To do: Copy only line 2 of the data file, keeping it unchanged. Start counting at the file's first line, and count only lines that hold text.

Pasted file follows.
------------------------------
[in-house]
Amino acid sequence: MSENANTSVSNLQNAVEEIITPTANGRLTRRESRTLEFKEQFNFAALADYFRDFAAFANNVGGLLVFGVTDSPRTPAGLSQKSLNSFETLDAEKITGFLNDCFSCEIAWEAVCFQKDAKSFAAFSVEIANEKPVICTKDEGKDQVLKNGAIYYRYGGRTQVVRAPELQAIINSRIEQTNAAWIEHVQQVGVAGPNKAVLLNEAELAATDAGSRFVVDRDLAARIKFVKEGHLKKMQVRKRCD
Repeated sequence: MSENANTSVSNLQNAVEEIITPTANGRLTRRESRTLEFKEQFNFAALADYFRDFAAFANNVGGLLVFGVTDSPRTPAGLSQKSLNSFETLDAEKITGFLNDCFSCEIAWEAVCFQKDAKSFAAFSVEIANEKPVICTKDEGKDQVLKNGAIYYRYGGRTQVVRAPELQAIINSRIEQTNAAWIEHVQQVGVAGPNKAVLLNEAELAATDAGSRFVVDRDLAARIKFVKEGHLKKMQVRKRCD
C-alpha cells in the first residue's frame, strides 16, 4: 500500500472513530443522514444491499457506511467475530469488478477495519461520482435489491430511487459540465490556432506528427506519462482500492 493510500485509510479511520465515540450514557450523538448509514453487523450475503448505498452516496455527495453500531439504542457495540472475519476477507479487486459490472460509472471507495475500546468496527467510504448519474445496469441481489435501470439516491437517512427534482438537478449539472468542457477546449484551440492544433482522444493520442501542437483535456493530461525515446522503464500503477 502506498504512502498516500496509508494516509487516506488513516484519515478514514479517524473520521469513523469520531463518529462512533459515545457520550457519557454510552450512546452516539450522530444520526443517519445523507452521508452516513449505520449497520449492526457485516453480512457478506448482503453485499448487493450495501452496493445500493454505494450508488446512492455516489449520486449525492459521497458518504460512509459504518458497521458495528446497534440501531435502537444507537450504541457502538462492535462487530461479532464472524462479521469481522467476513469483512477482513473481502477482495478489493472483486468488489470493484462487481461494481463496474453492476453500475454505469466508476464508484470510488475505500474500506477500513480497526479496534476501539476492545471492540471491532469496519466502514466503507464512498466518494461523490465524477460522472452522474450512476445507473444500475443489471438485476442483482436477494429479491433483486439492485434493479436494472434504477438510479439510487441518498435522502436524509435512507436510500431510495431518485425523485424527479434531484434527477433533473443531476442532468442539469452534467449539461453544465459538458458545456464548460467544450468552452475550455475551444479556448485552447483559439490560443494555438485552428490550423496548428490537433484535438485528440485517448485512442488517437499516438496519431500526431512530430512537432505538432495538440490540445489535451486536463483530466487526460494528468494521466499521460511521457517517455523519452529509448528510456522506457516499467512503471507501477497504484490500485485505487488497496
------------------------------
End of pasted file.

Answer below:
Amino acid sequence: MSENANTSVSNLQNAVEEIITPTANGRLTRRESRTLEFKEQFNFAALADYFRDFAAFANNVGGLLVFGVTDSPRTPAGLSQKSLNSFETLDAEKITGFLNDCFSCEIAWEAVCFQKDAKSFAAFSVEIANEKPVICTKDEGKDQVLKNGAIYYRYGGRTQVVRAPELQAIINSRIEQTNAAWIEHVQQVGVAGPNKAVLLNEAELAATDAGSRFVVDRDLAARIKFVKEGHLKKMQVRKRCD